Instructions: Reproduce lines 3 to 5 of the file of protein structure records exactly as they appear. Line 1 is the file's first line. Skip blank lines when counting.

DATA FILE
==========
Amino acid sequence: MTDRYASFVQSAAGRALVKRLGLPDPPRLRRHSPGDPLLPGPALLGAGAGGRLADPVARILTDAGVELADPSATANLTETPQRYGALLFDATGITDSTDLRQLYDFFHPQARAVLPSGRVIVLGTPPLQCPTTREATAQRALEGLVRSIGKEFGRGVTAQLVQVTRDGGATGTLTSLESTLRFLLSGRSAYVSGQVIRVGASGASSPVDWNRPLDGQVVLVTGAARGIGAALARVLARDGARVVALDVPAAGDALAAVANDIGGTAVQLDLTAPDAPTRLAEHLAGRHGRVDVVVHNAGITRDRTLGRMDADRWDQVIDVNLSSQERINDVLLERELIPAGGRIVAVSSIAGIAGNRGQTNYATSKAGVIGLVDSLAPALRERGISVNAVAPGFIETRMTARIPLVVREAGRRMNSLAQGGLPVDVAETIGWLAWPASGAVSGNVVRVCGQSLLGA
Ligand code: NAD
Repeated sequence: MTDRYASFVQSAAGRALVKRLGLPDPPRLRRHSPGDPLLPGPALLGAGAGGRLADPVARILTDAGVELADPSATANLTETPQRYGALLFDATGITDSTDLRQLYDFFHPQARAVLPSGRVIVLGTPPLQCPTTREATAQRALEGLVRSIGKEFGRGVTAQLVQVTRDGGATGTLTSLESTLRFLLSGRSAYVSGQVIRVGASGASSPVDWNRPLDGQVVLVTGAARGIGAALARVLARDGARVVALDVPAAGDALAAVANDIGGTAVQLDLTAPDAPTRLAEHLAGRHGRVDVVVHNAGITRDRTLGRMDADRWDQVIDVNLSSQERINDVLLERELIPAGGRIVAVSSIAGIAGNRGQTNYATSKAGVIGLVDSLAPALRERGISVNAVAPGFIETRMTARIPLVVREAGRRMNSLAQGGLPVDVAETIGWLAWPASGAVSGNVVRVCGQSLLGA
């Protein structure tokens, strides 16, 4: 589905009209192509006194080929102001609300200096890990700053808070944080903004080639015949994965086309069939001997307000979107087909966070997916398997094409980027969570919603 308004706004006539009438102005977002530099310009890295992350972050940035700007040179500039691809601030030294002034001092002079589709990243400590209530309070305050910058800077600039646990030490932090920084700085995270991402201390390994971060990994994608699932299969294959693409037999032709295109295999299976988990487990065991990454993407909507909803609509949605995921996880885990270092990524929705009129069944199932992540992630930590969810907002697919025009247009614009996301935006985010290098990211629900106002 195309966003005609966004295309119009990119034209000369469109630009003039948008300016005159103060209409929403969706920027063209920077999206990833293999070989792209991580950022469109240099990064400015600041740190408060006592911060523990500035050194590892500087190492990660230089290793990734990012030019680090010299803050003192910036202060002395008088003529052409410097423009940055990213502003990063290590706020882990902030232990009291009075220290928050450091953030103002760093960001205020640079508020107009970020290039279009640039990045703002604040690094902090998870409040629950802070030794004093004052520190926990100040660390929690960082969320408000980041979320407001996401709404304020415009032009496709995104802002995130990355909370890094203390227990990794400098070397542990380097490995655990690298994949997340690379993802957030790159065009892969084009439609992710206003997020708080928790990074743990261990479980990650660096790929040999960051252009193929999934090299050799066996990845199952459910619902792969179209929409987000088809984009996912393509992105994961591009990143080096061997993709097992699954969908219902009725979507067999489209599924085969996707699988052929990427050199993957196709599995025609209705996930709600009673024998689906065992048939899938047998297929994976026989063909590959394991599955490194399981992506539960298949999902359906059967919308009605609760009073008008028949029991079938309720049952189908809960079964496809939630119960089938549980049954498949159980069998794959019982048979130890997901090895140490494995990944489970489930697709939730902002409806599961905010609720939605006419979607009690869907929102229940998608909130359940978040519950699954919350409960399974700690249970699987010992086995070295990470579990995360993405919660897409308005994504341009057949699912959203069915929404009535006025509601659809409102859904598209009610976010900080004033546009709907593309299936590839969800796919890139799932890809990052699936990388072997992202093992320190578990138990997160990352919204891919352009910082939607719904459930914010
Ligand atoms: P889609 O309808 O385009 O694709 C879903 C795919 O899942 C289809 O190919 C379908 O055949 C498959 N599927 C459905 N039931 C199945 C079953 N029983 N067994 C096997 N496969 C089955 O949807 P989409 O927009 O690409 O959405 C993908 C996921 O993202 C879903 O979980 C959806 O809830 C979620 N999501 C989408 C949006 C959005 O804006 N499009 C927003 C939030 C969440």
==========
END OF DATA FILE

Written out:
Repeated sequence: MTDRYASFVQSAAGRALVKRLGLPDPPRLRRHSPGDPLLPGPALLGAGAGGRLADPVARILTDAGVELADPSATANLTETPQRYGALLFDATGITDSTDLRQLYDFFHPQARAVLPSGRVIVLGTPPLQCPTTREATAQRALEGLVRSIGKEFGRGVTAQLVQVTRDGGATGTLTSLESTLRFLLSGRSAYVSGQVIRVGASGASSPVDWNRPLDGQVVLVTGAARGIGAALARVLARDGARVVALDVPAAGDALAAVANDIGGTAVQLDLTAPDAPTRLAEHLAGRHGRVDVVVHNAGITRDRTLGRMDADRWDQVIDVNLSSQERINDVLLERELIPAGGRIVAVSSIAGIAGNRGQTNYATSKAGVIGLVDSLAPALRERGISVNAVAPGFIETRMTARIPLVVREAGRRMNSLAQGGLPVDVAETIGWLAWPASGAVSGNVVRVCGQSLLGA
């Protein structure tokens, strides 16, 4: 589905009209192509006194080929102001609300200096890990700053808070944080903004080639015949994965086309069939001997307000979107087909966070997916398997094409980027969570919603 308004706004006539009438102005977002530099310009890295992350972050940035700007040179500039691809601030030294002034001092002079589709990243400590209530309070305050910058800077600039646990030490932090920084700085995270991402201390390994971060990994994608699932299969294959693409037999032709295109295999299976988990487990065991990454993407909507909803609509949605995921996880885990270092990524929705009129069944199932992540992630930590969810907002697919025009247009614009996301935006985010290098990211629900106002 195309966003005609966004295309119009990119034209000369469109630009003039948008300016005159103060209409929403969706920027063209920077999206990833293999070989792209991580950022469109240099990064400015600041740190408060006592911060523990500035050194590892500087190492990660230089290793990734990012030019680090010299803050003192910036202060002395008088003529052409410097423009940055990213502003990063290590706020882990902030232990009291009075220290928050450091953030103002760093960001205020640079508020107009970020290039279009640039990045703002604040690094902090998870409040629950802070030794004093004052520190926990100040660390929690960082969320408000980041979320407001996401709404304020415009032009496709995104802002995130990355909370890094203390227990990794400098070397542990380097490995655990690298994949997340690379993802957030790159065009892969084009439609992710206003997020708080928790990074743990261990479980990650660096790929040999960051252009193929999934090299050799066996990845199952459910619902792969179209929409987000088809984009996912393509992105994961591009990143080096061997993709097992699954969908219902009725979507067999489209599924085969996707699988052929990427050199993957196709599995025609209705996930709600009673024998689906065992048939899938047998297929994976026989063909590959394991599955490194399981992506539960298949999902359906059967919308009605609760009073008008028949029991079938309720049952189908809960079964496809939630119960089938549980049954498949159980069998794959019982048979130890997901090895140490494995990944489970489930697709939730902002409806599961905010609720939605006419979607009690869907929102229940998608909130359940978040519950699954919350409960399974700690249970699987010992086995070295990470579990995360993405919660897409308005994504341009057949699912959203069915929404009535006025509601659809409102859904598209009610976010900080004033546009709907593309299936590839969800796919890139799932890809990052699936990388072997992202093992320190578990138990997160990352919204891919352009910082939607719904459930914010
Ligand atoms: P889609 O309808 O385009 O694709 C879903 C795919 O899942 C289809 O190919 C379908 O055949 C498959 N599927 C459905 N039931 C199945 C079953 N029983 N067994 C096997 N496969 C089955 O949807 P989409 O927009 O690409 O959405 C993908 C996921 O993202 C879903 O979980 C959806 O809830 C979620 N999501 C989408 C949006 C959005 O804006 N499009 C927003 C939030 C969440």